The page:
• Batteries are set to play a leading role in secure energy transitions. They are critical to achieve commitments made by nearly 200 countries at COP28 in 2023. Their commitments aim to transition away from fossil fuels and by 2030 to triple global renewable energy capacity and double the pace of energy efficiency improvements.
  • To facilitate the rapid deployment of new solar PV and wind power that is necessary to triple renewables, global energy storage capacity must increase sixfold to 1 500 GW by 2030. Batteries account for 90% of the increase in storage in the Net Zero Emissions by 2050 (NZE) Scenario, rising 14-fold to 1 200 GW by 2030. This includes both utility-scale and behind-the-meter battery storage. Other storage technologies include pumped hydro, compressed air, flywheels and thermal storage.
  • Innovation reduces total capital costs of battery storage by up to 40% in the power sector by 2030 in the Stated Policies Scenario. This renders battery storage paired with solar PV one of the most competitive new sources of electricity, including compared with coal and natural gas. The cost cuts also make stand-alone battery storage more competitive with natural gas peaking options. Lower costs make behind-the-meter battery storage more attractive for consumers. Further it facilitates expanded opportunities to provide electricity access to the millions of people that lack it, cutting by nearly half the average electricity costs of mini-grids with solar PV coupled with batteries by 2030.
  • Batteries in electric vehicles (EVs) are essential to deliver global energy efficiency gains and the transition away from fossil fuels. In the NZE Scenario, EV sales rise rapidly, with demand for EV batteries up sevenfold by 2030 and displacing the need for over 8 million barrels of oil per day. Batteries in EVs and storage applications together are directly linked to close to 20% of the CO2 emissions reductions needed in 2030 on the path to net zero emissions.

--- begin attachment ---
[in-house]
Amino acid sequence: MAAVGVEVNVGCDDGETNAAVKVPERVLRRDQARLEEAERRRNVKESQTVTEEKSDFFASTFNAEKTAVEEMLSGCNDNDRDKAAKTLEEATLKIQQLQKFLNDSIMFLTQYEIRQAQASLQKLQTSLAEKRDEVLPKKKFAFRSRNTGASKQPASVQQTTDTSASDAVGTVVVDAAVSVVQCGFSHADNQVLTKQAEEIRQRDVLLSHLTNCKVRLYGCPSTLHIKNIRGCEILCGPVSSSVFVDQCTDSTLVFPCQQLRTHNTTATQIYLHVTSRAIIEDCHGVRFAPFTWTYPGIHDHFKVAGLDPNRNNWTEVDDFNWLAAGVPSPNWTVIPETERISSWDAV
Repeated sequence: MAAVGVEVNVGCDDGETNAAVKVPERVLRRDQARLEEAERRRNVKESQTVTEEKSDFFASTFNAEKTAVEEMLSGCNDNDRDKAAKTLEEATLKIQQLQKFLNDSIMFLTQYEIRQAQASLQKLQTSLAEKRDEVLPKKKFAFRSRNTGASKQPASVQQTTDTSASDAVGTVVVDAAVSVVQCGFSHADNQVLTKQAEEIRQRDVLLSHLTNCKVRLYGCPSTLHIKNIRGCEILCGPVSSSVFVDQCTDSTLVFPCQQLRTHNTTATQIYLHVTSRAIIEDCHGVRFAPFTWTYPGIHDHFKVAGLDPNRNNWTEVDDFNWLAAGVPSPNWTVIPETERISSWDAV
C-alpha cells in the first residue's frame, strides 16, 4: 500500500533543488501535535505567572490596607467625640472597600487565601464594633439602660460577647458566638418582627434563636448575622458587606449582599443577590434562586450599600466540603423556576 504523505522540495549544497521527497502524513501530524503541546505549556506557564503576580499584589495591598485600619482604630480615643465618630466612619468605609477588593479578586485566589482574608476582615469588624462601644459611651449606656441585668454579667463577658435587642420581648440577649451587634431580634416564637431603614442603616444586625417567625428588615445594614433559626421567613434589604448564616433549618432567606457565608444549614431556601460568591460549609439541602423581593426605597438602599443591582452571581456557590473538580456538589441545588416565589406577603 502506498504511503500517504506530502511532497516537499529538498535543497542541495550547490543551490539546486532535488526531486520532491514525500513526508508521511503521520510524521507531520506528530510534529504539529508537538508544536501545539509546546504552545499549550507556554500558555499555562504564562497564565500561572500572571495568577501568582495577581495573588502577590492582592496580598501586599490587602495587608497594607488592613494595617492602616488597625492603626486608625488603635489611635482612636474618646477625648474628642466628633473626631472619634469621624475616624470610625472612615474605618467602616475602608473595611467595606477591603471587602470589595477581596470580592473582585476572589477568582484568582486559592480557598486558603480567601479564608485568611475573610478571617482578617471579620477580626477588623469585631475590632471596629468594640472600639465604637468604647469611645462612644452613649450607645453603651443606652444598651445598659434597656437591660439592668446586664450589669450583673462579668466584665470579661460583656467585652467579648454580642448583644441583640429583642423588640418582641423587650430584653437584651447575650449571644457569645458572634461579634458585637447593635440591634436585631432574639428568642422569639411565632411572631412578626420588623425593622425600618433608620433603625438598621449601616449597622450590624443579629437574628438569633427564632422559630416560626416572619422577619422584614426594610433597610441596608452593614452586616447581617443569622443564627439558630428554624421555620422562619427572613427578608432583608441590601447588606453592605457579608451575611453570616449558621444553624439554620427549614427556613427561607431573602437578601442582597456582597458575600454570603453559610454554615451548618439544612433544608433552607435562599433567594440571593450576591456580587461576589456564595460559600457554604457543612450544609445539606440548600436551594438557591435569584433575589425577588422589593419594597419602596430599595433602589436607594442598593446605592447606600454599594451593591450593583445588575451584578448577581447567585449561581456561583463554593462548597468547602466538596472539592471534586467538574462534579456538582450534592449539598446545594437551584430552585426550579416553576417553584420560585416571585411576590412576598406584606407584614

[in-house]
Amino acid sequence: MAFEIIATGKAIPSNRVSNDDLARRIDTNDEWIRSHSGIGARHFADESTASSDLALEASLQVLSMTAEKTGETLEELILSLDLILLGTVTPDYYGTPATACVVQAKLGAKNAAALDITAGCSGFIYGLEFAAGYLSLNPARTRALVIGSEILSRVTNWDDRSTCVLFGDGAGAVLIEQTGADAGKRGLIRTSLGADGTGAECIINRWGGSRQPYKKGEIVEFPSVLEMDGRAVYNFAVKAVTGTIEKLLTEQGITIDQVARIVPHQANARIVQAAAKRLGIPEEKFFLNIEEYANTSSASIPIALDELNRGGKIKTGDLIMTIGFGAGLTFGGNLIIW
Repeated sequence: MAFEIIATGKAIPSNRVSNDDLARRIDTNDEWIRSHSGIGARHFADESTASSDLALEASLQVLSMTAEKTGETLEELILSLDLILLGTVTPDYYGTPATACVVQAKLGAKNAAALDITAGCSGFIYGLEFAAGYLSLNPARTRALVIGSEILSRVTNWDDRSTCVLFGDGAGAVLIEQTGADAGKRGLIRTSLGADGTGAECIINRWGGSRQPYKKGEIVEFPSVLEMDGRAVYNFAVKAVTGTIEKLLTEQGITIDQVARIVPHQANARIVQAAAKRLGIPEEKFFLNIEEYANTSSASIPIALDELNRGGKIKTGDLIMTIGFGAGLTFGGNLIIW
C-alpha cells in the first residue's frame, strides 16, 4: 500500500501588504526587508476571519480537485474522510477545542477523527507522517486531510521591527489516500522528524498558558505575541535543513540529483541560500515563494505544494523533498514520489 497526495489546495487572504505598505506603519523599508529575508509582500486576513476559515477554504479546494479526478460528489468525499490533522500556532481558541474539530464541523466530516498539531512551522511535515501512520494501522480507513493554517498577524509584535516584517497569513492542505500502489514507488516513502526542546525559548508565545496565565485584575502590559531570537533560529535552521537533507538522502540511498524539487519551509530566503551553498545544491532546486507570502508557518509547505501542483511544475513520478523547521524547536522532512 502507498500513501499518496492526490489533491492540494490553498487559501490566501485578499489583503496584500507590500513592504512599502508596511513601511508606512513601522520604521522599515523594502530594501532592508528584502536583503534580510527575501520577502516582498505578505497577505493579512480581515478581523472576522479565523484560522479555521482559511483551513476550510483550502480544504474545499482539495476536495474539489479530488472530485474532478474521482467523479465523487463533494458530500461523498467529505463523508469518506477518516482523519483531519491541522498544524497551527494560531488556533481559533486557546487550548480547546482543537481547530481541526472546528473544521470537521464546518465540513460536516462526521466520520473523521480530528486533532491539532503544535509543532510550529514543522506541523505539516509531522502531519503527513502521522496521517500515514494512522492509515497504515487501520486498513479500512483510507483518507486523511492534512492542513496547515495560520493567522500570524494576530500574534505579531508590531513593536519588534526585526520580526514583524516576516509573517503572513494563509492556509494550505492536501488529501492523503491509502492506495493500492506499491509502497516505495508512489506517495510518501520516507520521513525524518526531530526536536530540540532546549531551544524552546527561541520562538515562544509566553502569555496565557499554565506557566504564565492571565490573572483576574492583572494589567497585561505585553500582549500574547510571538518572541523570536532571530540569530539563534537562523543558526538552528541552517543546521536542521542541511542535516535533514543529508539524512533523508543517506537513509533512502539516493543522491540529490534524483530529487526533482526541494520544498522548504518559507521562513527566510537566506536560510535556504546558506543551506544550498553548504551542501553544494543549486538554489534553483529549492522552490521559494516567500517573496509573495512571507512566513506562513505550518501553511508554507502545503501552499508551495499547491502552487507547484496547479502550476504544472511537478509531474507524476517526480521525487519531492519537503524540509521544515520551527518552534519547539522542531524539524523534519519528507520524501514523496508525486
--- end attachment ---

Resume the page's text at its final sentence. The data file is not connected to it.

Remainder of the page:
• Investment in batteries in the NZE Scenario reaches USD 800 billion by 2030, up 400% relative to 2023. This doubles the share of batteries in total clean energy investment in seven years. Further investment is required to expand battery manufacturing capacity. Announcements for new battery manufacturing capacity, if realised, would increase the global total nearly fourfold by 2030, which would be sufficient to meet demand in the NZE Scenario. The demand for critical minerals in batteries is set to rise significantly, requiring investments in new projects, recycling and financial tools for sustainability. Battery recycling can provide a secondary source of materials, aiding production while minimising battery-related waste. Artificial intelligence may offer avenues to accelerate new battery chemistry development and to ease strain on critical minerals.